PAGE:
flower cardWe created some friends willows based off of a Pinterest pan I found last month. We did this project in play group along with the water lilies. For this project I pre-drew the willows on white card stock sized 9″ x 11″. Are used a sharpie marker, but any permanent marker will do. You don’t want to use Crayola markers because they will smear when the paint is applied. We then dipped hour some into different colors of paint and pressed around the flower. It’s a simple cute process project that could then be turned into a card or framed.

I did a willow, but on Pinterest it initially came to me as a dandelion.  There are so many cute thumbprint flowers on Pinterest.  I’ll share some pins below.  Let me know if you try any in the comments below.  Happy May!

Thumbprint Dandelion - Kid Craft - this idea would be a great gift for a teacher or a DIY project for grandparents!:

Thumbprint Art Project For Kids - Easy craft idea! Painted flower pots make cute homemade Mother's Day Gifts. Crafts:

Mother's day gift idea from thebubblegumtree.blogspot.com:

 

Art History Gameboards

art-history-games2

I am truly an art nerd.  Who couldn’t be when artists have such interesting lives?  From Frida Kahlo’s bus accident and tumultuous relationship with Diego Rivera to Leonardo Da Vinci’s flying experiments kids are fascinated by the lives of famous artists.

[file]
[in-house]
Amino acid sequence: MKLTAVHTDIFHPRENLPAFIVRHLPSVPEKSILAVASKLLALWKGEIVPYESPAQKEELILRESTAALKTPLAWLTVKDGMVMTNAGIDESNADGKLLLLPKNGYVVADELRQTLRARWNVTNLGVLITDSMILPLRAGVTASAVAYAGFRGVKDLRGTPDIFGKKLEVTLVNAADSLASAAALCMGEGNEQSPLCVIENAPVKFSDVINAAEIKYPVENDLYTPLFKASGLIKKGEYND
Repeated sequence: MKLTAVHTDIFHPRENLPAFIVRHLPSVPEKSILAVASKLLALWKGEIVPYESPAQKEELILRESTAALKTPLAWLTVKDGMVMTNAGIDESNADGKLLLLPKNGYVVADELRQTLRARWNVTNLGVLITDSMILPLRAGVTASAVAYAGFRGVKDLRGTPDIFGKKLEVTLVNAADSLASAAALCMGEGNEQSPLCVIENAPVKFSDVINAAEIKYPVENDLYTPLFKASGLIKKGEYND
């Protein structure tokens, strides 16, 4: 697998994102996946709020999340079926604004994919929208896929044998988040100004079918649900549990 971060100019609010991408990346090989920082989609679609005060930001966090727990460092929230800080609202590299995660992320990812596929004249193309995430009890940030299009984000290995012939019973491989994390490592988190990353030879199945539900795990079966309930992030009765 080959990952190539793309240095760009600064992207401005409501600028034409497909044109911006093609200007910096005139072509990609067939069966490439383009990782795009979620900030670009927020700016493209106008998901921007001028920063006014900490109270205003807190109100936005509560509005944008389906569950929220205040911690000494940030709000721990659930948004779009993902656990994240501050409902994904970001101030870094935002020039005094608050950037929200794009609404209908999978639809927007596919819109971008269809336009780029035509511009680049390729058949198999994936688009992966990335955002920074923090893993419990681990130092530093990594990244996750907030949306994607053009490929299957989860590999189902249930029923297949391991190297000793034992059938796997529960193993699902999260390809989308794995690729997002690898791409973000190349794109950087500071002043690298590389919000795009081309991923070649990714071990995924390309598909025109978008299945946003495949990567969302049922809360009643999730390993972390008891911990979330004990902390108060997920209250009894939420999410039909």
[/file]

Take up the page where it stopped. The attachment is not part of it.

One year I broke my art club into teams of 4 kids (I had 40 art clubbers).  Each team would research an artist in the library, come up with a timeline of that artist’s life, and create a game board game based on their research.  The school librarian helped the kids research the artists they chose and write their timelines.  When I approved their timeline they began building their game boards using cardboard boxes, duct tape and white butcher paper.  Then they had to design their game board in pencil using facts from the artist’s life, a portrait of him/her, and motifs found in works of art by that artist.  They used Crayola Model Magic to model the pieces that would move across the board and tempera paint with glue to paint the pieces. Once all the game boards were finished we had a party and the kids played the games while they munched on chips and drank soda.  We hung the game boards around the art room for years to come as they were full of factual information I wanted my students to learn.  This is a lesson I loved and would definitely do again!